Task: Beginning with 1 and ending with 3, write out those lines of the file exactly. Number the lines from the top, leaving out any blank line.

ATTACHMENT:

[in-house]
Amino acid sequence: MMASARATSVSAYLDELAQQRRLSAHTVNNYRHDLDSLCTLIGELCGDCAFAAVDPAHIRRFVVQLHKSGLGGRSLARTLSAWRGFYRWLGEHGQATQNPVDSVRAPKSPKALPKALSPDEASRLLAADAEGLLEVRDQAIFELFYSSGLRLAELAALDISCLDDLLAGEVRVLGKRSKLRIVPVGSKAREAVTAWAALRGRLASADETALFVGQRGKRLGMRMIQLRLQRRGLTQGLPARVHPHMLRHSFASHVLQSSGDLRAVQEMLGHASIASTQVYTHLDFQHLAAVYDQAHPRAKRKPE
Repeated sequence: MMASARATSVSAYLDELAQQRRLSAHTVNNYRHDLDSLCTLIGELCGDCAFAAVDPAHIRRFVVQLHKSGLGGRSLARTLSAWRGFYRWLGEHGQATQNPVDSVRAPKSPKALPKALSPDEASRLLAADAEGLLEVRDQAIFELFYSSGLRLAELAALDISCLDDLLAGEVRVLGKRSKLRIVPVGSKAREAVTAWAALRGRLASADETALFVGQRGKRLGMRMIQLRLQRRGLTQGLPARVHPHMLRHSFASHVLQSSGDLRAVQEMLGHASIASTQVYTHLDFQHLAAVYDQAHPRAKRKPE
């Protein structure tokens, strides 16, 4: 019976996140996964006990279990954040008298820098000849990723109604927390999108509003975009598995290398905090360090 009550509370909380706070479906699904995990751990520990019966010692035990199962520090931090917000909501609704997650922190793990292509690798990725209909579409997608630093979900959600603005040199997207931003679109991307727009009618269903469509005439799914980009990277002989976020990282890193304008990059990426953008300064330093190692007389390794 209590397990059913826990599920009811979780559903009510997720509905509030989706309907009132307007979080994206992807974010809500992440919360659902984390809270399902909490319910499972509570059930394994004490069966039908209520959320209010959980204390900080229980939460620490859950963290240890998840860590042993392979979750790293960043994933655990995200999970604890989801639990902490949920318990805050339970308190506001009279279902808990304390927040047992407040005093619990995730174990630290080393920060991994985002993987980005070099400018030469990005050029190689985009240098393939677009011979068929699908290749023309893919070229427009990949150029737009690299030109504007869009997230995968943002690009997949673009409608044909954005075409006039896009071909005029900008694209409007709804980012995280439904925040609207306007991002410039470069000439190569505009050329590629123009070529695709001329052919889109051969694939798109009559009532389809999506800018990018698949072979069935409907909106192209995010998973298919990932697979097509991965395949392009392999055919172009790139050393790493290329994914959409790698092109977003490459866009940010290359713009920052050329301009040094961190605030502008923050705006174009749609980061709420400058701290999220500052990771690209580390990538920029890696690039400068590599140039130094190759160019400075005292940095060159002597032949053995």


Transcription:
[in-house]
Amino acid sequence: MMASARATSVSAYLDELAQQRRLSAHTVNNYRHDLDSLCTLIGELCGDCAFAAVDPAHIRRFVVQLHKSGLGGRSLARTLSAWRGFYRWLGEHGQATQNPVDSVRAPKSPKALPKALSPDEASRLLAADAEGLLEVRDQAIFELFYSSGLRLAELAALDISCLDDLLAGEVRVLGKRSKLRIVPVGSKAREAVTAWAALRGRLASADETALFVGQRGKRLGMRMIQLRLQRRGLTQGLPARVHPHMLRHSFASHVLQSSGDLRAVQEMLGHASIASTQVYTHLDFQHLAAVYDQAHPRAKRKPE
Repeated sequence: MMASARATSVSAYLDELAQQRRLSAHTVNNYRHDLDSLCTLIGELCGDCAFAAVDPAHIRRFVVQLHKSGLGGRSLARTLSAWRGFYRWLGEHGQATQNPVDSVRAPKSPKALPKALSPDEASRLLAADAEGLLEVRDQAIFELFYSSGLRLAELAALDISCLDDLLAGEVRVLGKRSKLRIVPVGSKAREAVTAWAALRGRLASADETALFVGQRGKRLGMRMIQLRLQRRGLTQGLPARVHPHMLRHSFASHVLQSSGDLRAVQEMLGHASIASTQVYTHLDFQHLAAVYDQAHPRAKRKPE